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Eur J Obstet Gynecol Reprod Biol. 2018 Jun;225:141-147. doi: 10.1016/j.ejogrb.2018.04.022. Epub 2018 Apr 20.

No evidence of association between native tissue vault suspension and risk of pelvic pain or sexual dysfunction.

Author information

1
Department of Obstetrics and Gynecology, Nykoebing Falster Hospital, Nykoebing Falster, Denmark; University of Southern Denmark, Odense, Denmark. Electronic address: lisbeth.bonde@dadlnet.dk.
2
Department of Obstetrics and Gynecology, Zealand University Hospital, Roskilde, Denmark.
3
Department of Gynecology, Juliane Marie Centre, Rigshospitalet, Copenhagen University Hospital, Copenhagen, Denmark.
4
Section of Biostatistics, University of Copenhagen, Denmark.
5
University of Southern Denmark, Odense, Denmark; Department of Obstetrics and Gynecology, Zealand University Hospital, Roskilde, Denmark.

Abstract

OBJECTIVE:

Hysterectomy is suspected of increasing risk of subsequent pelvic organ prolapse (POP). In attempt to prevent this, several suspension methods during hysterectomy on benign indication are used as a prophylactic procedure. However, possible complications to the use of prophylactic vaginal vault suspension to prevent POP are not fully investigated. We aimed to elucidate prophylactic vaginal vault suspension as a possible cause for pelvic pain and sexual dysfunction.

STUDY DESIGN:

We included all women registered with a total hysterectomy on benign indication and registered with a suspension method or specifically no suspension in the nationwide Danish Hysterectomy and Hysteroscopy Database (DHHD) between 10 May 2012 and 4 September 2013 (N = 3999). A postal questionnaire on pelvic pain and sexual dysfunction was sent to women 25.8 (range 23.8-28.4) months after hysterectomy. Questions were selected from a previous study as well as from the Pelvic Organ Prolapse/Urinary Incontinence Sexual Questionnaire (PISQ-12). We used independent samples t-tests and χ2-tests for univariate analyses. In multivariable analyses, we used log-binomial - and linear regression models adjusted for risk factors of pelvic pain and sexual dysfunction, respectively.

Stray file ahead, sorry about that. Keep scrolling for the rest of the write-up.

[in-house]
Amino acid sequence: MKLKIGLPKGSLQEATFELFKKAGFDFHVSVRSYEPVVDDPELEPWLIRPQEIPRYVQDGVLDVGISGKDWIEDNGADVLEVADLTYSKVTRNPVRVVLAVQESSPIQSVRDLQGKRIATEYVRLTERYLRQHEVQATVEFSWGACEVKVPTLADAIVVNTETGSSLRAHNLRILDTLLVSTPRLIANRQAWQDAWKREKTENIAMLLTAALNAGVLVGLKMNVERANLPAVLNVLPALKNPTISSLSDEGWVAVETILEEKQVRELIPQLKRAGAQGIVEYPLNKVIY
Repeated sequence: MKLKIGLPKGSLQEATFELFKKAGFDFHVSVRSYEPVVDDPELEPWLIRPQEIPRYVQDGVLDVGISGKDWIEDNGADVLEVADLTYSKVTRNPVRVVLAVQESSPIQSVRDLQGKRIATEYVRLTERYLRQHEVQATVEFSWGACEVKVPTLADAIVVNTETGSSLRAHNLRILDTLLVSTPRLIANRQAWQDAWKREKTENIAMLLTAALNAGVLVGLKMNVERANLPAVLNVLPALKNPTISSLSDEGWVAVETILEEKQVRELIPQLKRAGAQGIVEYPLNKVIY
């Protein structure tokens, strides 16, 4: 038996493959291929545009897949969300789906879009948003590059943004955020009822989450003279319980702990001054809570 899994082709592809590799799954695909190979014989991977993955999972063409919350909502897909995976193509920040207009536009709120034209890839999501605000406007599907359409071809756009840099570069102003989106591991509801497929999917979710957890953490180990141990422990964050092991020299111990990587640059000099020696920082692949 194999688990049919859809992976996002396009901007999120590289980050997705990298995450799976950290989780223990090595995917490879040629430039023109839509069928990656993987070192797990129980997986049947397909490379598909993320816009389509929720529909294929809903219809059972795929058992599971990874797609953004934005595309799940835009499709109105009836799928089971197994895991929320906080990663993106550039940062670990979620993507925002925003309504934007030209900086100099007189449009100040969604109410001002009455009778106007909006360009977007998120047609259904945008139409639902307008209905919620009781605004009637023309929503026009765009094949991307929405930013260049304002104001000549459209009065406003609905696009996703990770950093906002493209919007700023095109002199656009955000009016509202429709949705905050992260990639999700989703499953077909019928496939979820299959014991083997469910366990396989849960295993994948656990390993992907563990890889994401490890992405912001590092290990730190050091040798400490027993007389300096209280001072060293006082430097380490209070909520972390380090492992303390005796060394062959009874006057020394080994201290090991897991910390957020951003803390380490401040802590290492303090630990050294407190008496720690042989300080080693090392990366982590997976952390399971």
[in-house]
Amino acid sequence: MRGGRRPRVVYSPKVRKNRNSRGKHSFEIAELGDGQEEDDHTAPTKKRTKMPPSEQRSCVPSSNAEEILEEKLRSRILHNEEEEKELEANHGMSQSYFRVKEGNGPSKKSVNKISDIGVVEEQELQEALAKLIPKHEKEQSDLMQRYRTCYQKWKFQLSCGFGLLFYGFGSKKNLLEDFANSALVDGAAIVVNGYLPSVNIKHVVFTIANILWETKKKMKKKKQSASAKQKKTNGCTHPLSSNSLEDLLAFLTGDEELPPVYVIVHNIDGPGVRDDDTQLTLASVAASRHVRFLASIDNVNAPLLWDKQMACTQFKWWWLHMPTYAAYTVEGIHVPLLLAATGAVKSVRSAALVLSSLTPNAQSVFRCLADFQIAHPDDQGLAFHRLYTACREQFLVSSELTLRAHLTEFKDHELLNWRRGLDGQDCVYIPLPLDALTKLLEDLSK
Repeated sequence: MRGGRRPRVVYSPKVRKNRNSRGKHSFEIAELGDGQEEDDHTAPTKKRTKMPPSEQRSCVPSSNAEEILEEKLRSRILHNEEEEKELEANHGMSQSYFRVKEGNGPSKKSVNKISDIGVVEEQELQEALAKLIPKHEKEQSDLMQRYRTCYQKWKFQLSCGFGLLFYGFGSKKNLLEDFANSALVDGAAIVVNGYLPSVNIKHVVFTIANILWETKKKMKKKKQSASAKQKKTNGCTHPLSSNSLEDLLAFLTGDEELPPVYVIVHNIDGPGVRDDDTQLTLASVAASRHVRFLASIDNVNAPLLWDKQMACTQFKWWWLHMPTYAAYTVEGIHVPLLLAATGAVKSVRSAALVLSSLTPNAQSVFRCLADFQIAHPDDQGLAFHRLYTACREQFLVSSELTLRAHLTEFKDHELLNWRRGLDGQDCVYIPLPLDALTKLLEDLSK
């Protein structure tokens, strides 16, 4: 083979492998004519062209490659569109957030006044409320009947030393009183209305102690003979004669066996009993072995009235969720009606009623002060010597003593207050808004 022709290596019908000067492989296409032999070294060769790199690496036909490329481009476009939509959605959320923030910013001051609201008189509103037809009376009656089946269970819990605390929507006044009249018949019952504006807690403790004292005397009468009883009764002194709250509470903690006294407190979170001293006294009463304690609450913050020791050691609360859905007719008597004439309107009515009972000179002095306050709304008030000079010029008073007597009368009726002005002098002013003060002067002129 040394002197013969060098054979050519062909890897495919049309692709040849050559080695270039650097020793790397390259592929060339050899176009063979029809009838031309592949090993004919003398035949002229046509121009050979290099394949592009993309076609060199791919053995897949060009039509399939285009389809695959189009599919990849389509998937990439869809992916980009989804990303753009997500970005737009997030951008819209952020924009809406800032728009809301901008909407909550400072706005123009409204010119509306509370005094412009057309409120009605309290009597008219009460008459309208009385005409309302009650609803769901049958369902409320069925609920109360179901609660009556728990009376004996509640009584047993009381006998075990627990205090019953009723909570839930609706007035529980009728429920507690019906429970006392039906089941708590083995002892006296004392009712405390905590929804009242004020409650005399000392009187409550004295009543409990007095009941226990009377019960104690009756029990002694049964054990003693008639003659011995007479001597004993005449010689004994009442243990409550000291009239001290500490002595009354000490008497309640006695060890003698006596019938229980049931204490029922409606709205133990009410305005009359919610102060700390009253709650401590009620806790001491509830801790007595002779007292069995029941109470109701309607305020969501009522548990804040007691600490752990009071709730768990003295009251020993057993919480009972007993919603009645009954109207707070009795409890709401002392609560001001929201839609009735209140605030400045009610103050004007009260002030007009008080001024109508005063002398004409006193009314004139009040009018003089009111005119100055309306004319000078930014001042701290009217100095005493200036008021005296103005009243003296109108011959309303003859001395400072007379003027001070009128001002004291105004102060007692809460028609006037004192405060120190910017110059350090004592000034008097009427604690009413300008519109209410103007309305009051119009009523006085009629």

RESULTS:

The response rate was 60.3% (N = 2412). Of the respondents, 88.8% (N = 2143) were registered with a suspension method and 11.2% (N = 269) were registered with specifically no suspension. Overall, pelvic pain of any kind was reported in 24.3% (N = 576) of the respondents. In adjusted log-binomial regression, suspension did not increase risk of pelvic pain compared to no suspension (RR 0.92; 95% CI 0.75 to 1.14; p-value 0.45). In adjusted linear regression, suspension was significantly associated with less degree of sexual dysfunction (regression coefficient -0.92; 95% CI -1.70 to -0.14; p-value 0.02).

CONCLUSIONS:

In women undergoing prophylactic vaginal vault suspension during hysterectomy, we found less sexual dysfunction and no evidence of increased risk of pelvic pain compared to women with no vaginal vault suspension.

KEYWORDS:

Benign indication; Hysterectomy; Pelvic pain; Sexual dysfunction; Vaginal vault suspension

PMID:
29723783
DOI:
10.1016/j.ejogrb.2018.04.022
[Indexed for MEDLINE]

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